A college dorm room is not known for being overly secure. This dorm, built in the same mold of a motel, was even less so. Absolutely anyone could walk onto the campus, pick or force the sub-standard lock, and waltz in. Yes, she was on the second floor, which made random break-ins a touch less likely, but it wasn’t impossible. This didn’t feel random, though.
It could be a thief or an attacker that was focused on her or her current ‘safe’ persona. If that was the case, it would be wise to have Liska ready, even if not immediately apparent. On the other hand, it could be something logical and harmless, like the RA doing an inspection or leaving a note; or maintenance or the bug exterminator she had been warned would come by sometimes. Those would definitely be ‘Anna’ visitors. It could be a family member waiting for her; to deliver a message, or test her. Or both.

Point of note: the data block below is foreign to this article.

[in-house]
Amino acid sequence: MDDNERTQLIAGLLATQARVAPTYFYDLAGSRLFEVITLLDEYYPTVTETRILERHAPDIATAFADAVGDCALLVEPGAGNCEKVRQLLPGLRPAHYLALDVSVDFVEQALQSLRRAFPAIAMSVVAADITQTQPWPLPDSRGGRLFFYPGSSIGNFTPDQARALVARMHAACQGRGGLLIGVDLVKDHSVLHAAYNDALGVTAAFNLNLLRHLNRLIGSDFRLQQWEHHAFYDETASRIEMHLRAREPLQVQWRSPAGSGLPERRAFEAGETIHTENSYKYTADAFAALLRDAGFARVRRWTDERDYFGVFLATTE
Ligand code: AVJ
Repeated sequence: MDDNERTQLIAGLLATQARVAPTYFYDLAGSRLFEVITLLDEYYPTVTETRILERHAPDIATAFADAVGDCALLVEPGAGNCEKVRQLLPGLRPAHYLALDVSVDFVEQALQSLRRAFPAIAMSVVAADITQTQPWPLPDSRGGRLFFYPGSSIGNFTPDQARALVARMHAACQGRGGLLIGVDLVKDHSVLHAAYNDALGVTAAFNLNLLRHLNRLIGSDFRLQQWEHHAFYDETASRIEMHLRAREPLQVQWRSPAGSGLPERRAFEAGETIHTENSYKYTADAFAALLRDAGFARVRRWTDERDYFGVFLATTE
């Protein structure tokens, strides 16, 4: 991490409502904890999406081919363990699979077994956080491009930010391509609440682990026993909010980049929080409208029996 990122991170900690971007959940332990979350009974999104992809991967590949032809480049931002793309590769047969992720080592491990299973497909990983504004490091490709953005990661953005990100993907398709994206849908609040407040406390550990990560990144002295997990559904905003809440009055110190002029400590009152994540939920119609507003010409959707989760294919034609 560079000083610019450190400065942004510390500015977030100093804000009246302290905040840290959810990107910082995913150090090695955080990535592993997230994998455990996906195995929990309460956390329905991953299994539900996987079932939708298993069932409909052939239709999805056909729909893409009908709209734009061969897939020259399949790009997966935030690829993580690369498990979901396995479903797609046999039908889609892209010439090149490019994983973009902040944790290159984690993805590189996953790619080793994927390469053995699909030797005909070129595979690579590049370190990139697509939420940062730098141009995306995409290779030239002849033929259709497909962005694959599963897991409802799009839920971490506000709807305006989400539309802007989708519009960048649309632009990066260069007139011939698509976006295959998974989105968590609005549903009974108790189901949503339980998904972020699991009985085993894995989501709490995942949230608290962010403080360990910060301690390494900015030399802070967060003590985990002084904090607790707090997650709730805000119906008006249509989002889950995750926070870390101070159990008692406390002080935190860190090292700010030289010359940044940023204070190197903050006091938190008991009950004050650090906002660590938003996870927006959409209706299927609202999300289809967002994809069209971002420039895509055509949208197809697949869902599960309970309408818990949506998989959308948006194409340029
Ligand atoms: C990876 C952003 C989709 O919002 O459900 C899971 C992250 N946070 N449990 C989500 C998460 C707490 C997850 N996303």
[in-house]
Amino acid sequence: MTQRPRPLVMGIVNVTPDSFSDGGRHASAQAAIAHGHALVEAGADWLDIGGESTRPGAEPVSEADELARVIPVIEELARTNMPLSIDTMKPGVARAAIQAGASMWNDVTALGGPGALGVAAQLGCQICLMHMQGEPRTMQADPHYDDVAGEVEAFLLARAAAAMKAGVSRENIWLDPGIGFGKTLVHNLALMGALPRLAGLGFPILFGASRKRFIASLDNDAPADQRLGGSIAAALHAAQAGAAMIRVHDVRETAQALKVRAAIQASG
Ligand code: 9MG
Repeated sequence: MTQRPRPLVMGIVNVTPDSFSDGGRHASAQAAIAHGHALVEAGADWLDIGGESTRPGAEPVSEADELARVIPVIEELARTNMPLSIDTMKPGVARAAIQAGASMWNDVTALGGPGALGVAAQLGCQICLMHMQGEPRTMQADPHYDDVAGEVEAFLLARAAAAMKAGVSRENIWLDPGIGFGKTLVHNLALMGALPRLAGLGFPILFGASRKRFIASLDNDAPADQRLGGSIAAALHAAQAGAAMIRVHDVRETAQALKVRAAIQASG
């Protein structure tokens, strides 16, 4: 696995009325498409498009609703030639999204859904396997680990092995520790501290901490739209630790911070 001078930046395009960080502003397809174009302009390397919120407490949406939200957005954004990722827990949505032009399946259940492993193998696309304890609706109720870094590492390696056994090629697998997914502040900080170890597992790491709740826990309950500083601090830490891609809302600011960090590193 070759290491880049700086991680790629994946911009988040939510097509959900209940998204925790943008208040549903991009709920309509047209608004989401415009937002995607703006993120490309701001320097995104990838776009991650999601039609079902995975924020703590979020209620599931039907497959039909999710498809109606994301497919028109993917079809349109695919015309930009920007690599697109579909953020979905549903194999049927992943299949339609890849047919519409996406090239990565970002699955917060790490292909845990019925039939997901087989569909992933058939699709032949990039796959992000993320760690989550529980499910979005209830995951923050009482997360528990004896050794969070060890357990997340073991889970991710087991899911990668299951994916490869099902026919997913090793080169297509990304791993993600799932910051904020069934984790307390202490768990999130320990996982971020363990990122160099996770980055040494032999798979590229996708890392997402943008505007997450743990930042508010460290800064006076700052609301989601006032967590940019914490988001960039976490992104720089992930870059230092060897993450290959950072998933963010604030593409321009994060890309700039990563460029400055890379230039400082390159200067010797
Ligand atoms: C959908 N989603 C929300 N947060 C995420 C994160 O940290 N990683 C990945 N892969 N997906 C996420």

UPDATE #2: THE CRITIQUE
Thanks so much to HJHarding for offering up the page for critique. This is the third page critique in a row that begins with an interesting setup! In this case a potential burglary-in-progress or some other mysterious visitor. There’s an immediate question that sucks in the reader (Who is in there?) and my curiosity was definitely piqued. It also seems like there may be some sort of dual-identity thing going on, which I’d be curious to learn more about.
That said, I’m afraid I had a few concerns, which break down into three broad categories:
1) Building suspense/interest
As mentioned, this setup has a lot of potential: someone might be in this person’s home (or den… or dorm… more on that in a minute). And yet that’s basically all we learn about what’s actually happening. The rest of the page passes as the protagonist spends three paragraphs standing in place, idly wondering what is happening and running through a list of hypothetical possibilities.